houses, streets, and piazzas. The other evening, the evening after the
gift, he went privately to the opera, was recognised, and in a burst
of triumph and a glory of waxen torches was brought back to the Pitti
by the people. I was undressing to go to bed, had my hair down over my
shoulders under Wilson's ministry, when Robert called me to look out
of the window and see. Through the dark night a great flock of stars
seemed sweeping up the piazza, but not in silence, nor with very
heavenly noises. The '_Evvivas_' were deafening. So glad I was. _I,
too_, stood at the window and clapped my hands. If ever Grand Duke
deserved benediction this Duke does. We hear that he was quite moved,
overpowered, and wept like a child. Nevertheless the most of Italy is
under the cloud, and God knows how all may end as the thunder ripens.
Now I mustn't, I suppose, write politics. Our plans about England are
afloat. Impossible to know what we shall do, but if not this summer,
the summer after _must_ help us to the sight of some beloved faces. It
will be a midsummer dream, and we shall return to winter in Italy. My
Flush is as well as ever, and perhaps gayer than ever I knew him. He
runs out in the piazza whenever he pleases, and plays with the dogs
when they are pretty enough, and wags his tail at the sentinels and
civic guard, and takes the Grand Duke as a sort of neighbour of his,
whom it is proper enough to patronise, but who has considerably less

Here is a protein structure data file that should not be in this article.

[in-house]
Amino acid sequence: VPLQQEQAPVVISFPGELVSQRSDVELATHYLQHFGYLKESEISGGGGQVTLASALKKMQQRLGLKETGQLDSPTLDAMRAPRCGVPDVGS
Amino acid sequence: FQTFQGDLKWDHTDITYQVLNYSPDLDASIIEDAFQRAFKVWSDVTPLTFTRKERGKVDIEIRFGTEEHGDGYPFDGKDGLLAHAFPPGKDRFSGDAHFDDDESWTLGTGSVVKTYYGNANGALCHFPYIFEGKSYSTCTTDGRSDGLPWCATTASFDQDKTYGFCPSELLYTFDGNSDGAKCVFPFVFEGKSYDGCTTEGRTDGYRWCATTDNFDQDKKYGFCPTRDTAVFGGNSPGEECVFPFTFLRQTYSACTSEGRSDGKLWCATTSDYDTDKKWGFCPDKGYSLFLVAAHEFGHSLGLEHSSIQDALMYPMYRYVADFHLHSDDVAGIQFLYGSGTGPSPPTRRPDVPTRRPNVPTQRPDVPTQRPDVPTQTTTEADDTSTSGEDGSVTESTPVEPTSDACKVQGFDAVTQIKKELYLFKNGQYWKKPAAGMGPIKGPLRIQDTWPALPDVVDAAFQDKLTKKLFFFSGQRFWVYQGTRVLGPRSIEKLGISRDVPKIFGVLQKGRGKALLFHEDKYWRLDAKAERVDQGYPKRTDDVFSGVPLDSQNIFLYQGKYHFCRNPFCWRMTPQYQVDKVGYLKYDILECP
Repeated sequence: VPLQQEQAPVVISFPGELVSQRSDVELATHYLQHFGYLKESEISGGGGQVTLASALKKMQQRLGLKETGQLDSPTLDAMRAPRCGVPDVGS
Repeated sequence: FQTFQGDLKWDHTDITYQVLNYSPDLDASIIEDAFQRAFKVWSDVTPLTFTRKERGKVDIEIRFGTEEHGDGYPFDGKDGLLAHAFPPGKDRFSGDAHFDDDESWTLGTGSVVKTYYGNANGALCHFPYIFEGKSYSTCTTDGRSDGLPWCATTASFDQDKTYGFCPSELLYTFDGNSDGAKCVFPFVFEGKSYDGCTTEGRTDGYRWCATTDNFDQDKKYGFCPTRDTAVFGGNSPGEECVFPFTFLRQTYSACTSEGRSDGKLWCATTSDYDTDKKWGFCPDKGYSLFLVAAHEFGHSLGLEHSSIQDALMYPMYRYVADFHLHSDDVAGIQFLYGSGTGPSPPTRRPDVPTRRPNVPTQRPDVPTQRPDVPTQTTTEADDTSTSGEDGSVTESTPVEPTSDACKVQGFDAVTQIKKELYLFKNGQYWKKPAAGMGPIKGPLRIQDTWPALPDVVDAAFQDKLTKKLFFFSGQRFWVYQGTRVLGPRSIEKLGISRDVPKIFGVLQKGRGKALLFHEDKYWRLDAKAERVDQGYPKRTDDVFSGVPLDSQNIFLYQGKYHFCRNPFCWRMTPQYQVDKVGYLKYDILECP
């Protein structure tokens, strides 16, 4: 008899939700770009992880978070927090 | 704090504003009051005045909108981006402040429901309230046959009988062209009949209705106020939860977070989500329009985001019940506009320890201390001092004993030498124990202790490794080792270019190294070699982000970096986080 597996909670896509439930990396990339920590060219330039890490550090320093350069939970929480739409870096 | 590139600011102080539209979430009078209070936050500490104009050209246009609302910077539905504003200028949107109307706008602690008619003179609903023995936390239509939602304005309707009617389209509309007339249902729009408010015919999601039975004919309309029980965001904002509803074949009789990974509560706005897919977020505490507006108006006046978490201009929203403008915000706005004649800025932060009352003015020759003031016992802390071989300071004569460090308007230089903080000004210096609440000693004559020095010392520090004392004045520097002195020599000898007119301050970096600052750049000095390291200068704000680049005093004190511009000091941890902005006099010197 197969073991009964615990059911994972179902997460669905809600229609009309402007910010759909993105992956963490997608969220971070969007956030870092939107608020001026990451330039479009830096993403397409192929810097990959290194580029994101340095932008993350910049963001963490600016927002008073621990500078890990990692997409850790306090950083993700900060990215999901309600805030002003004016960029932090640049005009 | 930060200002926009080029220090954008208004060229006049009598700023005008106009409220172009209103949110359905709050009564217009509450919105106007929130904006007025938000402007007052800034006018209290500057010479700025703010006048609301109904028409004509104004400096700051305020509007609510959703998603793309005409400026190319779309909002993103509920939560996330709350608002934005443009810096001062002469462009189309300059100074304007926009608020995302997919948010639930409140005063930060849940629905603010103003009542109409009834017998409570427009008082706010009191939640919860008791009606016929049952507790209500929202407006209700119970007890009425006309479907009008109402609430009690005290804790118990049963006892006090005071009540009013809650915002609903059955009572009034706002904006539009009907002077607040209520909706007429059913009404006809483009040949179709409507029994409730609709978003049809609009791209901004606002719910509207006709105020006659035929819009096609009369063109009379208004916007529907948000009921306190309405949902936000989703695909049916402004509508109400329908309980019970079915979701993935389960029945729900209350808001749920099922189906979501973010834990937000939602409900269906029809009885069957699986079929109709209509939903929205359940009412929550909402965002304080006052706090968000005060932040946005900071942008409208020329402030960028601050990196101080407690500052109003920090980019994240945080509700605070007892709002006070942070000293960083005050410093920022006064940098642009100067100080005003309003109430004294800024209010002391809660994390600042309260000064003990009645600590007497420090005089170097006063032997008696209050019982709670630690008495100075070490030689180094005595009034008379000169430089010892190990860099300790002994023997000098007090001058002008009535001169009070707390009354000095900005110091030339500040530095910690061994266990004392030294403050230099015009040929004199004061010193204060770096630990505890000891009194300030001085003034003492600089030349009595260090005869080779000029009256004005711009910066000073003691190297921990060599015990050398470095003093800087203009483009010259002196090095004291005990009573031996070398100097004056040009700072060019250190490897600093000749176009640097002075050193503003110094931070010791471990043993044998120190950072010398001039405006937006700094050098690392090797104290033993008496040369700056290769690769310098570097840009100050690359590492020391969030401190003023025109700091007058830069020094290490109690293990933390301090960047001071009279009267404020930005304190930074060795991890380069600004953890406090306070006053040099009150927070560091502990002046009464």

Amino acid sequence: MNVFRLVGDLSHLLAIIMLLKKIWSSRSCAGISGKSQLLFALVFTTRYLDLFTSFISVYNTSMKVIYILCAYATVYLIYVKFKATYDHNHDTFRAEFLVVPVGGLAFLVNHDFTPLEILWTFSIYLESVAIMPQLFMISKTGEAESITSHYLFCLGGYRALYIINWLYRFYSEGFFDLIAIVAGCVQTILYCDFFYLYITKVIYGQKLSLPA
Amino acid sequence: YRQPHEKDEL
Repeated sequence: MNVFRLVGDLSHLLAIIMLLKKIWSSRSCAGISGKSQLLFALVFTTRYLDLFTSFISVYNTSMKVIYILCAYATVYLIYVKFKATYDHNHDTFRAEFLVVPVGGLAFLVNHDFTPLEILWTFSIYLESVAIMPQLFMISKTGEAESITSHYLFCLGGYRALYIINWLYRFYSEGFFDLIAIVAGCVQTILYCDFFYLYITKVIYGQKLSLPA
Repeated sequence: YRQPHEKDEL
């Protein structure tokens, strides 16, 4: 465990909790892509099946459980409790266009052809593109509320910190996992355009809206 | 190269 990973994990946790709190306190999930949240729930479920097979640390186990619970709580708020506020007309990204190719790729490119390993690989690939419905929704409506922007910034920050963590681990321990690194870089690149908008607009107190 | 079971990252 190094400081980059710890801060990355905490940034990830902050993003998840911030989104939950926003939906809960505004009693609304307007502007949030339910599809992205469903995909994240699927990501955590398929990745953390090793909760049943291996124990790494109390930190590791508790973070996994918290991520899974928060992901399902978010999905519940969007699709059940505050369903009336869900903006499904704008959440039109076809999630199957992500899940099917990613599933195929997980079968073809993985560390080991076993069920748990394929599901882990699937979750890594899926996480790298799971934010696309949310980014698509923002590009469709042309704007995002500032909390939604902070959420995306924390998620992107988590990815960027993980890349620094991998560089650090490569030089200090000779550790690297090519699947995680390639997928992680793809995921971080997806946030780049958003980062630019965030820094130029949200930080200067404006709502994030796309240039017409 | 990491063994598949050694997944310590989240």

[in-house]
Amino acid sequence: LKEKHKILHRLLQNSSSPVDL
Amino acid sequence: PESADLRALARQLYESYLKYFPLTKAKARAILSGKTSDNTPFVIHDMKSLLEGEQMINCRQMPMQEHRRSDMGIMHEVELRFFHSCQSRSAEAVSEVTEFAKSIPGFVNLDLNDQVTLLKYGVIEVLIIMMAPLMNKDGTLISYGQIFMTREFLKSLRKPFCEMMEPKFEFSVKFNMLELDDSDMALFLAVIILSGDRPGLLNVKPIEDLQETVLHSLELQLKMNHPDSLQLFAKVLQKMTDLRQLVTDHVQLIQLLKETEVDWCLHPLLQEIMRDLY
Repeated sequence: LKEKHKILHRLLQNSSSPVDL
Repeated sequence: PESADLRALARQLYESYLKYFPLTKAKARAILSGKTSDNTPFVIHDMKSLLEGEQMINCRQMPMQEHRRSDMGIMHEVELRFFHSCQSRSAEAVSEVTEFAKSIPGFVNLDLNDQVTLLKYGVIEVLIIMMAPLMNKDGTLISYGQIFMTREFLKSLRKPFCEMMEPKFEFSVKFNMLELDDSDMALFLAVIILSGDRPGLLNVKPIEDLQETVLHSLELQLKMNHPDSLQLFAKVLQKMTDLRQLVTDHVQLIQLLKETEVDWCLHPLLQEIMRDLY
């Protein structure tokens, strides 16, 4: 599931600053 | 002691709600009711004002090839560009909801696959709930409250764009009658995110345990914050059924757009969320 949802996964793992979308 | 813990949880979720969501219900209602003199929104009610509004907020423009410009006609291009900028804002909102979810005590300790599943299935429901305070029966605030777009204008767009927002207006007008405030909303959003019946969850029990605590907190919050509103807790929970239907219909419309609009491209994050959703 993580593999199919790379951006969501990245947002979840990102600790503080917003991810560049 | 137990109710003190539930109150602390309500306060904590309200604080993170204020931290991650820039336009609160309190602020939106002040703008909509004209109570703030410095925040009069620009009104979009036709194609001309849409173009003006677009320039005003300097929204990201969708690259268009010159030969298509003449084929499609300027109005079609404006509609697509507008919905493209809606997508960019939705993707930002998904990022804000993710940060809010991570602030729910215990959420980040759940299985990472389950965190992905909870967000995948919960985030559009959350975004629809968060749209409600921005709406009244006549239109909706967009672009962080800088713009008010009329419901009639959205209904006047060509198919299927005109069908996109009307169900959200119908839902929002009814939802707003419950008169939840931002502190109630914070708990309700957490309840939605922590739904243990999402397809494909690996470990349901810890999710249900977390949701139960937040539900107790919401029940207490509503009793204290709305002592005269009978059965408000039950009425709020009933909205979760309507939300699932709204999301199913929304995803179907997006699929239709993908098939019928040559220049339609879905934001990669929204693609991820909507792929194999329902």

inherent merit and dignity than the spotted spaniel in the alley
to the left. We have been reading over again 'Andre' and 'Leone
Leoni,'[171] and Robert is in an enthusiasm about the first. Happy
person, you are, to get so at new books. Blessed is the man who reads
Balzac, or even Dumas. I have got to admire Dumas doubly since that
fight and scramble for his brains in Paris. Now do think of me and
love me, and let me be as ever your affectionate


Robert's regards always. Say particularly how you are, and may God
bless you, dearest Miss Mitford, and make you happy.

[Footnote 171: Novels by George Sand.]

_To Miss Mitford_
Florence: April 15, [1848].

... My Flush has recovered his beauty, and is in more vivacious
spirits than I remember to have seen him. Still, the days come when he
will have no pleasure and plenty of fleas, poor dog, for Savonarola's
martyrdom here in Florence is scarcely worse than Flush's in the
summer. Which doesn't prevent his enjoying the spring, though, and
just now, when, by medical command, I drive out two hours every day,
his delight is to occupy the seat in the carriage opposite to Robert
and me, and look disdainfully on all the little dogs who walk afoot.
We drive day by day through the lovely Cascine (where the trees have
finished and spread their webs of full greenery, undimmed by the sun
yet), first sweeping through the city, past such a window where Bianca
Capello looked out to see the Duke go by,[172] and past such a door
where Lapo stood, and past the famous stone where Dante drew his chair
out to sit.[173] Strange, to have all that old-world life about us,